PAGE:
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Montgomery County Divorce Law Blog

How can I diffuse parental conflict?

Parental conflict can be damaging for your children's psyche's and emotional development. Even babies exhibit symptoms of distress -- such as sadness, anxiety, anger and fear -- when their parents are arguing. Older children may develop patterns of delinquency and various emotional and behavioral challenges as a result of parent fighting. Due to these risks, single Tennessee parents may want to diffuse any kind of parental conflict either before or as soon as it arises.

Here's how to diffuse parental conflict:

  • Swallow your pride and turn off your "argument mode" as soon as you find it raising its ugly head. Present a united front with your children at all times and show them that you and the other parent are working as a team.
  • Do not blame the other parent or criticize him or her in front of the kids. If you need to vent about your ex, do it to your to your therapist or a very good friend. When you show respect to your spouse, you help your children feel safe and emotionally secure. Seeing you and your ex talk in a calm way will be experienced positively by your children.
  • If you're currently in difficult conflict, resolve it with your ex when your children are not watching.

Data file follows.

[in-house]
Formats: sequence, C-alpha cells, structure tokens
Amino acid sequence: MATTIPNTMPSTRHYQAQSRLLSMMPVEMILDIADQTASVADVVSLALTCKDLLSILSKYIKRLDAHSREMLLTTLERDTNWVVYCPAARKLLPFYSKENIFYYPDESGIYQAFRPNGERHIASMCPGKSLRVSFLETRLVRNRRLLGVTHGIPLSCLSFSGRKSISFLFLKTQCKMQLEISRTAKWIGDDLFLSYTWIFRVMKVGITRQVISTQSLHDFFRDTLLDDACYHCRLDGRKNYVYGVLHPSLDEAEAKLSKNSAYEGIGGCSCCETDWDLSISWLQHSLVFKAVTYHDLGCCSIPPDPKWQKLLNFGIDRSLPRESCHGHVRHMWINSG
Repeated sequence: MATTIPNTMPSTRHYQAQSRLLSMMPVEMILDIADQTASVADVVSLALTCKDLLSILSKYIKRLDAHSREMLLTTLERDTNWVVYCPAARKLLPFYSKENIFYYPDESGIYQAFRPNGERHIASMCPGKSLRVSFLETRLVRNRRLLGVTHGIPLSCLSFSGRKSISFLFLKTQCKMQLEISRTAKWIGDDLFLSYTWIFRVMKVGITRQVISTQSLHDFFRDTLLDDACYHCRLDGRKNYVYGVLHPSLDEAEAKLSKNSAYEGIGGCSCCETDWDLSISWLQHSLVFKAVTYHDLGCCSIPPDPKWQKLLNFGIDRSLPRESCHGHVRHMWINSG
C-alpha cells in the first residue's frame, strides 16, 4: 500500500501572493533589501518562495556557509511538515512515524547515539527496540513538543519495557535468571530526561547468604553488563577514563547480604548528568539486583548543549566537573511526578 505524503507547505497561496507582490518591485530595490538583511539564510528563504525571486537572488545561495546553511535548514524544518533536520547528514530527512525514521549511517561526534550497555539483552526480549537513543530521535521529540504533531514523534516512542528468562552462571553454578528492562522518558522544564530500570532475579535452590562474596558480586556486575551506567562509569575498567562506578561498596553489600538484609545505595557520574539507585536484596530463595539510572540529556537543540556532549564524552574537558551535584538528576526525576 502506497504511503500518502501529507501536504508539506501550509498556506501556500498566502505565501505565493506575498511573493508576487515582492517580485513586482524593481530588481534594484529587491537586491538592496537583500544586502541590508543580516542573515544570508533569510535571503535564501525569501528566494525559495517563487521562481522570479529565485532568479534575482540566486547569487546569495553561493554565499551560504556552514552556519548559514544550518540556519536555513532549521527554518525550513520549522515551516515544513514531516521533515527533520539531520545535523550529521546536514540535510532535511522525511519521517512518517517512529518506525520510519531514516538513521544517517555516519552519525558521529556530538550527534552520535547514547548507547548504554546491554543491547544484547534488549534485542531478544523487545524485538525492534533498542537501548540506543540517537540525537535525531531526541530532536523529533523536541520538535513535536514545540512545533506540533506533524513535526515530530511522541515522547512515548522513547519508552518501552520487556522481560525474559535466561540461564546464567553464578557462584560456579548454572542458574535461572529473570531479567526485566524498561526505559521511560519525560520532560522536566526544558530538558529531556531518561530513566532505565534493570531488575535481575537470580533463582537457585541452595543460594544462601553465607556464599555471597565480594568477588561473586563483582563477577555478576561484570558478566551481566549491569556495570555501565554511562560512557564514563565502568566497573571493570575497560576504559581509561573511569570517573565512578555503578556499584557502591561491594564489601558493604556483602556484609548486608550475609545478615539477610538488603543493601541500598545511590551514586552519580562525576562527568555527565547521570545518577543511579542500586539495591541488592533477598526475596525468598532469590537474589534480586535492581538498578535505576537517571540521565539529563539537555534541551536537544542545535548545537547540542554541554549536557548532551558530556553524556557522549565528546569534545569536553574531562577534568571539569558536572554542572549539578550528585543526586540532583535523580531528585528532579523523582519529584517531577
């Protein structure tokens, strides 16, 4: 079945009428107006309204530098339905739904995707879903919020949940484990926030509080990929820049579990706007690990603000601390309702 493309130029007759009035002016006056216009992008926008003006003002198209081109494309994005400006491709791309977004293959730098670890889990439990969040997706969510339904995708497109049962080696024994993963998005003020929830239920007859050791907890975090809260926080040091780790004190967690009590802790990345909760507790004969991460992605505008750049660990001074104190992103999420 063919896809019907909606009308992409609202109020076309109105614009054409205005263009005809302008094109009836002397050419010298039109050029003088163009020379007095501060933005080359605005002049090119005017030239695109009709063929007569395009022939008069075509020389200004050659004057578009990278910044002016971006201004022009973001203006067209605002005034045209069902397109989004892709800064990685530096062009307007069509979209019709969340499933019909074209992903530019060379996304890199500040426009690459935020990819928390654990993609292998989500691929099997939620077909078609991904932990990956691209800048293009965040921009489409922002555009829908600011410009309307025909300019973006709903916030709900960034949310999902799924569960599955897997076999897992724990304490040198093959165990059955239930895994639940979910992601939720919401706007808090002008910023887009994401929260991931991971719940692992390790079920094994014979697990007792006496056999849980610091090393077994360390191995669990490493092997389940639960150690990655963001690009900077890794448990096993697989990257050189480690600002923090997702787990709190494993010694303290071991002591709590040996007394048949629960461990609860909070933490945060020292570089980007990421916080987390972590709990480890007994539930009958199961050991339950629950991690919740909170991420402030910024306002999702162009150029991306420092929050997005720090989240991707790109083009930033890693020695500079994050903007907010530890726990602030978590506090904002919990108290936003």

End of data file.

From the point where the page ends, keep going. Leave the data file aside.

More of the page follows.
• For high-conflict exes, a monitored child custody exchange could be easier on your children. Monitored exchanges allow exes to exchange their children without the other ex present. The children are dropped off at a location that has professional staff. Ten or 15 minutes later, the other parent arrives to collect the children.

What Tennessee parents should know about custody

When you begin the divorce process with young children in tow, the question of custody becomes a major issue. Knowing the basics of how Tennessee law approaches custody can help you better understand how to move forward.

Tennessee parents may have legal custody, physical custody or both. Legal custody means having the authority to make decisions about education, medical issues and general well-being. Physical custody means taking care of everyday living.

Military family law: When children are born abroad

Any child born to a U.S. citizen will also receive citizenship, even if the child is born overseas on a military base. However, when it comes to military parents and their children born overseas, they usually have questions about how citizenship works. In this article, we'll review the different ways babies receive their citizenship when born to U.S. citizens overseas.

Here is how citizenship gets approved if the parents are married:

  • When both the of parents are U.S. citizens and one of them lived inside the United States prior to the child being born.
  • When one of the parents is a U.S. citizen and lived in the United States of a minimum of five years before the birth of the child -- and two of those years were after 14 years of age. For these purposes, if some of that time was spent as an overseas military service member, then this time will serve as "time spent in the United States."